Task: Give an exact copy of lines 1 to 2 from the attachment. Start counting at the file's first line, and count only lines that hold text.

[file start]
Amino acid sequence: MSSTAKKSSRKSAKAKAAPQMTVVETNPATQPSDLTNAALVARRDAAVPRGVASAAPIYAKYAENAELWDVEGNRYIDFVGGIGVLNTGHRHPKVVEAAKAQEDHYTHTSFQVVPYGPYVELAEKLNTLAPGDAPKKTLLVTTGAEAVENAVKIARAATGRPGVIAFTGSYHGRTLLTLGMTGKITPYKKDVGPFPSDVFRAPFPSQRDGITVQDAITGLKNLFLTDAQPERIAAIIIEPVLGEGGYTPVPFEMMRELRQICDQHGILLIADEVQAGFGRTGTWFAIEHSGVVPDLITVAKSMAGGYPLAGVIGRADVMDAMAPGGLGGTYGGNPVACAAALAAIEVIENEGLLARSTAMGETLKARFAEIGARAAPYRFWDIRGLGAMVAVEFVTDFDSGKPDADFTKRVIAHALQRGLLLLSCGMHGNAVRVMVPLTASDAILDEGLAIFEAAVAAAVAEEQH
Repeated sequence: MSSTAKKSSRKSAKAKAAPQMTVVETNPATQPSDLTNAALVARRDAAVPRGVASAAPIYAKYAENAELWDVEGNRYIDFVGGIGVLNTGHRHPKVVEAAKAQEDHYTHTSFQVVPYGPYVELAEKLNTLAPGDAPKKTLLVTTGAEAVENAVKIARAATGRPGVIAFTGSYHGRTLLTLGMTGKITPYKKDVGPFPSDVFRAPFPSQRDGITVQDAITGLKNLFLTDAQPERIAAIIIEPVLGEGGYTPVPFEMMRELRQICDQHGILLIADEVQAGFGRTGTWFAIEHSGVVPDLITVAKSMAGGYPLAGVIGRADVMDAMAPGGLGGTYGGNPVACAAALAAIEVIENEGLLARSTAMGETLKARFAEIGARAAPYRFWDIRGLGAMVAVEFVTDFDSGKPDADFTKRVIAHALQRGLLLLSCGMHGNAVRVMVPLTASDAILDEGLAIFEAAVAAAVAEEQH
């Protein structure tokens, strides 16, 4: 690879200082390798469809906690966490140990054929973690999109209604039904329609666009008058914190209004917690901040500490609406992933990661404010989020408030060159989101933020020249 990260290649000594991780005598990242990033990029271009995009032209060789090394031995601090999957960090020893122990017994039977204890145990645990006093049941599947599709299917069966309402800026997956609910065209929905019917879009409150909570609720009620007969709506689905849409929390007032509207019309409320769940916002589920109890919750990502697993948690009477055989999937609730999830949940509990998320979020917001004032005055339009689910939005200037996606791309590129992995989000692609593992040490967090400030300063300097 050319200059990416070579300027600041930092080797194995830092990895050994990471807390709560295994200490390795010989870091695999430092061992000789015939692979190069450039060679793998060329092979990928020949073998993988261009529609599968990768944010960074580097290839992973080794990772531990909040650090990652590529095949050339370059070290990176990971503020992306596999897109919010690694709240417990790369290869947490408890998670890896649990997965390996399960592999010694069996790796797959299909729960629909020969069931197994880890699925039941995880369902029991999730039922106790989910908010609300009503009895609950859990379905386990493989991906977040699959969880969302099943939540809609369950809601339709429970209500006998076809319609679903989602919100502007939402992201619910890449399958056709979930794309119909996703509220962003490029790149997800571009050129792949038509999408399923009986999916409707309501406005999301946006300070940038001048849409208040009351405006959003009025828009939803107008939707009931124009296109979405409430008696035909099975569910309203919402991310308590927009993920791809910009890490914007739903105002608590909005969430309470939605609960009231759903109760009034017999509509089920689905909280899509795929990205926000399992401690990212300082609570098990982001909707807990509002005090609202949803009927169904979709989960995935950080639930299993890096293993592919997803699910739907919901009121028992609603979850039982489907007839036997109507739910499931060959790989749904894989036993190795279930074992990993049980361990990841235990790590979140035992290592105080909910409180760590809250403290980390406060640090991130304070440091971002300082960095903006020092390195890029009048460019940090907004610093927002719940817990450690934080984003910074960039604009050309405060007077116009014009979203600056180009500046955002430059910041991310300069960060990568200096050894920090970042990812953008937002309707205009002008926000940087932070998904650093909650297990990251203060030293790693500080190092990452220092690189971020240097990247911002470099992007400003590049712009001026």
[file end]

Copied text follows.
Amino acid sequence: MSSTAKKSSRKSAKAKAAPQMTVVETNPATQPSDLTNAALVARRDAAVPRGVASAAPIYAKYAENAELWDVEGNRYIDFVGGIGVLNTGHRHPKVVEAAKAQEDHYTHTSFQVVPYGPYVELAEKLNTLAPGDAPKKTLLVTTGAEAVENAVKIARAATGRPGVIAFTGSYHGRTLLTLGMTGKITPYKKDVGPFPSDVFRAPFPSQRDGITVQDAITGLKNLFLTDAQPERIAAIIIEPVLGEGGYTPVPFEMMRELRQICDQHGILLIADEVQAGFGRTGTWFAIEHSGVVPDLITVAKSMAGGYPLAGVIGRADVMDAMAPGGLGGTYGGNPVACAAALAAIEVIENEGLLARSTAMGETLKARFAEIGARAAPYRFWDIRGLGAMVAVEFVTDFDSGKPDADFTKRVIAHALQRGLLLLSCGMHGNAVRVMVPLTASDAILDEGLAIFEAAVAAAVAEEQH
Repeated sequence: MSSTAKKSSRKSAKAKAAPQMTVVETNPATQPSDLTNAALVARRDAAVPRGVASAAPIYAKYAENAELWDVEGNRYIDFVGGIGVLNTGHRHPKVVEAAKAQEDHYTHTSFQVVPYGPYVELAEKLNTLAPGDAPKKTLLVTTGAEAVENAVKIARAATGRPGVIAFTGSYHGRTLLTLGMTGKITPYKKDVGPFPSDVFRAPFPSQRDGITVQDAITGLKNLFLTDAQPERIAAIIIEPVLGEGGYTPVPFEMMRELRQICDQHGILLIADEVQAGFGRTGTWFAIEHSGVVPDLITVAKSMAGGYPLAGVIGRADVMDAMAPGGLGGTYGGNPVACAAALAAIEVIENEGLLARSTAMGETLKARFAEIGARAAPYRFWDIRGLGAMVAVEFVTDFDSGKPDADFTKRVIAHALQRGLLLLSCGMHGNAVRVMVPLTASDAILDEGLAIFEAAVAAAVAEEQH